With a wary eye on California’s pending tax incentives and the jobs it promises to drain from Canada, negotiations for a new set of contracts covering actors, directors and crewmembers working in British Columbia will get underway November 3.
During the last set of contract talks three years ago, the unions in BC expressed concern that the long string of steady employment there might be running out. Those fears proved unfounded: According to data compiled by the BC film office, 250 film and TV projects were shot in BC in 2011, 266 projects were filmed there in 2012, and 248 were shot there in 2013. Over the last two years that generated more than $1 billion (Canadian) in labor spending.
Now the worry up north is about California’s new $330 million tax incentives program, which kicks in next year. “They are concerned that the new California tax incentives will take work away from British Columbia,” said a source familiar with the BC unions. The unions in Vancouver are also concerned about losing jobs to Toronto, the third-largest production center in North America after Los Angeles and New York. “They’re very afraid of Toronto,” the source said.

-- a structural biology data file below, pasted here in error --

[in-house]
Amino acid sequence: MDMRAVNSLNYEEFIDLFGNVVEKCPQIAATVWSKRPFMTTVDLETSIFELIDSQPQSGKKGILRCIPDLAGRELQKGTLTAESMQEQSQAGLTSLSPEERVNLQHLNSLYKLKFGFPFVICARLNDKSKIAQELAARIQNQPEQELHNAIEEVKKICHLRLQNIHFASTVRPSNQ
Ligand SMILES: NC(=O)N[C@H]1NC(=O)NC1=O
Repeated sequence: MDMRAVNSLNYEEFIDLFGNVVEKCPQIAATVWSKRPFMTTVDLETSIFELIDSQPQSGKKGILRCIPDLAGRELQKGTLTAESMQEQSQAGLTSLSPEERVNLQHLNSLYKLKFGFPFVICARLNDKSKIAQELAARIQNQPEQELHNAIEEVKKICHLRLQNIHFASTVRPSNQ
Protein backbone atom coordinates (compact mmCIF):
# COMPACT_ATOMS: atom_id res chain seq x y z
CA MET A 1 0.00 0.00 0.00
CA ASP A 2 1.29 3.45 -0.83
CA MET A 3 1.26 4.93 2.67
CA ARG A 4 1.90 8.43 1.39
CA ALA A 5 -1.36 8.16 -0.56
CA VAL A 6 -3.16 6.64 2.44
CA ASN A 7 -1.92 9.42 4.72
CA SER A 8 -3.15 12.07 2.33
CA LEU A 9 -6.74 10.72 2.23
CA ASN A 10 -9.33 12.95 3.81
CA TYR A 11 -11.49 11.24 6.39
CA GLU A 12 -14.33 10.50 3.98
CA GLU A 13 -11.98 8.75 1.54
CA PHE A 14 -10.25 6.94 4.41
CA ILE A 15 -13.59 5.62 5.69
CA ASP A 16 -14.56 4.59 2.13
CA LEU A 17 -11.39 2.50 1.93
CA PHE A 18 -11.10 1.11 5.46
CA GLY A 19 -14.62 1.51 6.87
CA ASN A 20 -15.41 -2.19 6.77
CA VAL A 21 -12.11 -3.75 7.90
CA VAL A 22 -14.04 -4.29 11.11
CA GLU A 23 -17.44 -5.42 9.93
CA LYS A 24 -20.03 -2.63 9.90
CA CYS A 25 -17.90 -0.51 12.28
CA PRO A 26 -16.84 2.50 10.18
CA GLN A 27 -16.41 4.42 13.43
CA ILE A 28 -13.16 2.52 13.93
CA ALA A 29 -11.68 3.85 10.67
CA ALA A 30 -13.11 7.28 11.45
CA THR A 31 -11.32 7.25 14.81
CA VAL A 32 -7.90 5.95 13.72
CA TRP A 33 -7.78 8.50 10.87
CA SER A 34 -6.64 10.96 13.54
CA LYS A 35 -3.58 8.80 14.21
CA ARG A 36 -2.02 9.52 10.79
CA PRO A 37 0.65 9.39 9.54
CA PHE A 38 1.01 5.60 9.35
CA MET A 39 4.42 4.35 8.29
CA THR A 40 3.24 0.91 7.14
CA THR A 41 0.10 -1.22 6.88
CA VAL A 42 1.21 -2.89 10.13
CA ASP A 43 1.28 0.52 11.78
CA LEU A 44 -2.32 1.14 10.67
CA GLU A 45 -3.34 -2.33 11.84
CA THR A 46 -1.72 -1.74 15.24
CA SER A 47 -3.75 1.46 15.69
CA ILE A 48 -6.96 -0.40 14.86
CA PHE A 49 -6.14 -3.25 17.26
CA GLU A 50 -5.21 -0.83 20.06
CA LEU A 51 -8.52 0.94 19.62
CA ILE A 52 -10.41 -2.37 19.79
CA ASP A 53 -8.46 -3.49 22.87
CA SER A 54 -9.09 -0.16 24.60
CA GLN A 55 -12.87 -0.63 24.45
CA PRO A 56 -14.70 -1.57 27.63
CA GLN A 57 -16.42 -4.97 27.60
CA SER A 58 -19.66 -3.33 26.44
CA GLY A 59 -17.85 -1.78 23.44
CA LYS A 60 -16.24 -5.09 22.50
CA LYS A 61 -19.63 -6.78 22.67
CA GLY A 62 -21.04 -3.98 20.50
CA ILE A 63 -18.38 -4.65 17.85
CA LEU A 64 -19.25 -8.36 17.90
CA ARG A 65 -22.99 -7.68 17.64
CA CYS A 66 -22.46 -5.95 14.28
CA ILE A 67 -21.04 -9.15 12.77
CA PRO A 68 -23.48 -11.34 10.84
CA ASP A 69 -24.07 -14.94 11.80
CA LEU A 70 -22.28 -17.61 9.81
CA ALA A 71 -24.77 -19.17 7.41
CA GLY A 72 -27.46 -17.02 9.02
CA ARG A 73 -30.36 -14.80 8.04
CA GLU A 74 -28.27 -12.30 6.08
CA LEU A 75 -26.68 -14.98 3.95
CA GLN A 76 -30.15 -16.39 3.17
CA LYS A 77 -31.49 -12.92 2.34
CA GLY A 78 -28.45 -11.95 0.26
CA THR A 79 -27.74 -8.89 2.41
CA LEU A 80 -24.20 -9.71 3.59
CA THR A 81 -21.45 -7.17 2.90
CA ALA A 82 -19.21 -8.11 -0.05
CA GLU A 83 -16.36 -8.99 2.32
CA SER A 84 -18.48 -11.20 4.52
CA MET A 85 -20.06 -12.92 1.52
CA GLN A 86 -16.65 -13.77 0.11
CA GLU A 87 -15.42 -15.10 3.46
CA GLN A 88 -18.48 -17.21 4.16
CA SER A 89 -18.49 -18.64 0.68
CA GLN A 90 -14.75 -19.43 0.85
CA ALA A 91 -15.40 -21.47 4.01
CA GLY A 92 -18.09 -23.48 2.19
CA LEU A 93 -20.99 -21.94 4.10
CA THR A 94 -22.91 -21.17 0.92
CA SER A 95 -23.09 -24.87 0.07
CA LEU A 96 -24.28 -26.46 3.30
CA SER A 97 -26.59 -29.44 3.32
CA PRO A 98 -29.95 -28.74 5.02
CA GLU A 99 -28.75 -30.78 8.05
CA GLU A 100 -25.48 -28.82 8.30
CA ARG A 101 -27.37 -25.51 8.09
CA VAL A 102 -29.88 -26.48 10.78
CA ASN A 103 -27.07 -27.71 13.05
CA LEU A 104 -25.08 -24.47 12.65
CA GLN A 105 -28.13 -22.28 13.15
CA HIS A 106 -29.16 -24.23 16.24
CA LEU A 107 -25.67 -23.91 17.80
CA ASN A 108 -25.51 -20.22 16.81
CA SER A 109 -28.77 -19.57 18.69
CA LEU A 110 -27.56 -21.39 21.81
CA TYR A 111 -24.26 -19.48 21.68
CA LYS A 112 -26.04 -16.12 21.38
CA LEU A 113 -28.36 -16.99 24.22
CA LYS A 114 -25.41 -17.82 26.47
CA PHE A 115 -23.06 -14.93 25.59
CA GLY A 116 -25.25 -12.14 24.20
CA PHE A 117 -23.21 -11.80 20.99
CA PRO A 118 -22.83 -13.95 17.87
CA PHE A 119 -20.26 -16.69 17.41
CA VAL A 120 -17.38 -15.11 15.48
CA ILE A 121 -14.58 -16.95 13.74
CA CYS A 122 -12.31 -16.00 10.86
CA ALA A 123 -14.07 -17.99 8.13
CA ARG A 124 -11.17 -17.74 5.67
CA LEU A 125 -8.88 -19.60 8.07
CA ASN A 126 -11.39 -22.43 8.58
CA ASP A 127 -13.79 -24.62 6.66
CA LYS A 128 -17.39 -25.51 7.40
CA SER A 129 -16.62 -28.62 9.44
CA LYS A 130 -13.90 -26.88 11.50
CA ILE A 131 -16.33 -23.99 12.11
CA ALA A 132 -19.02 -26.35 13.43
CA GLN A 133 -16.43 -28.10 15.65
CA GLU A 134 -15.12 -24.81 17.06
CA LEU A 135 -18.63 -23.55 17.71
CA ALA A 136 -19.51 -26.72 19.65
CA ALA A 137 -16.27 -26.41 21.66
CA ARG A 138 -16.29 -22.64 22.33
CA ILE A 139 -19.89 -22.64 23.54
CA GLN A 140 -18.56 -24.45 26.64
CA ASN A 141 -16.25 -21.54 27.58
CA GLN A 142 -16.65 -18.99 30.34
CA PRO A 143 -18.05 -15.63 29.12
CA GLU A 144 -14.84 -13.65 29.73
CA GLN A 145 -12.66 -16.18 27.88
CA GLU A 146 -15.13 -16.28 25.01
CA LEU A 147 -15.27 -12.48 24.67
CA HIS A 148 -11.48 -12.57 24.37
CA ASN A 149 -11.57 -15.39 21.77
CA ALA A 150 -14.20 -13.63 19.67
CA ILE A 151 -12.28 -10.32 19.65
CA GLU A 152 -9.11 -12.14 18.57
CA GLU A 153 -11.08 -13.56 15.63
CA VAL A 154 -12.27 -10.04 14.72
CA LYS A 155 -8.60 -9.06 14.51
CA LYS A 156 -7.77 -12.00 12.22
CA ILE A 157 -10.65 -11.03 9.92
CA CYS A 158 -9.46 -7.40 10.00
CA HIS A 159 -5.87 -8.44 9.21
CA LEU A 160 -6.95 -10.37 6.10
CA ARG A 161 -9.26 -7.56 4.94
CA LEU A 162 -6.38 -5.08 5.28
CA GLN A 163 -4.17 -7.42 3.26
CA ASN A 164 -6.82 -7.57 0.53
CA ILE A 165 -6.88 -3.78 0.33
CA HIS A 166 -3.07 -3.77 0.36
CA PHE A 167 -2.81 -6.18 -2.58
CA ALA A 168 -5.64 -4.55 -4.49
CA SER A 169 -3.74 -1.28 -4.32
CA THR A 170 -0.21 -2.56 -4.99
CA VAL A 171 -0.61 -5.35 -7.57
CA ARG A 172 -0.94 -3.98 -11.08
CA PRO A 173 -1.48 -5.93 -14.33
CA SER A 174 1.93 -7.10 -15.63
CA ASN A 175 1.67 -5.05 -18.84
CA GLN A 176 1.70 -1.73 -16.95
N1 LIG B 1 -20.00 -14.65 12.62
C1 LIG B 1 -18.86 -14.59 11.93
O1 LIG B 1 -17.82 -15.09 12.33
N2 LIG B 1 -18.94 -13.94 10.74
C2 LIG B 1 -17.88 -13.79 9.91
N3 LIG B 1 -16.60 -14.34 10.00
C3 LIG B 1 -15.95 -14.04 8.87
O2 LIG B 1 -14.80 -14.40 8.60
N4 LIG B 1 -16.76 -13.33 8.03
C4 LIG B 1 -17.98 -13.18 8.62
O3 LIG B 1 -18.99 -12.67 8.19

All this should make for fairly smooth set of negotiations with little chance of a strike as both labor and management are looking for a deal that keeps BC competitive.
The first set of talks next week involve a contract covering Teamsters and two IATSE locals — camera and studio mechanics. When those negotiations are completed, talks will begin for a new Directors Guild of Canada contract, followed by talks for a new actors contract covering members of the Union of British Columbia Performers.
Management will be repped in negotiations by Hollywood’s AMPTP and by the Canadian Media Production Association.
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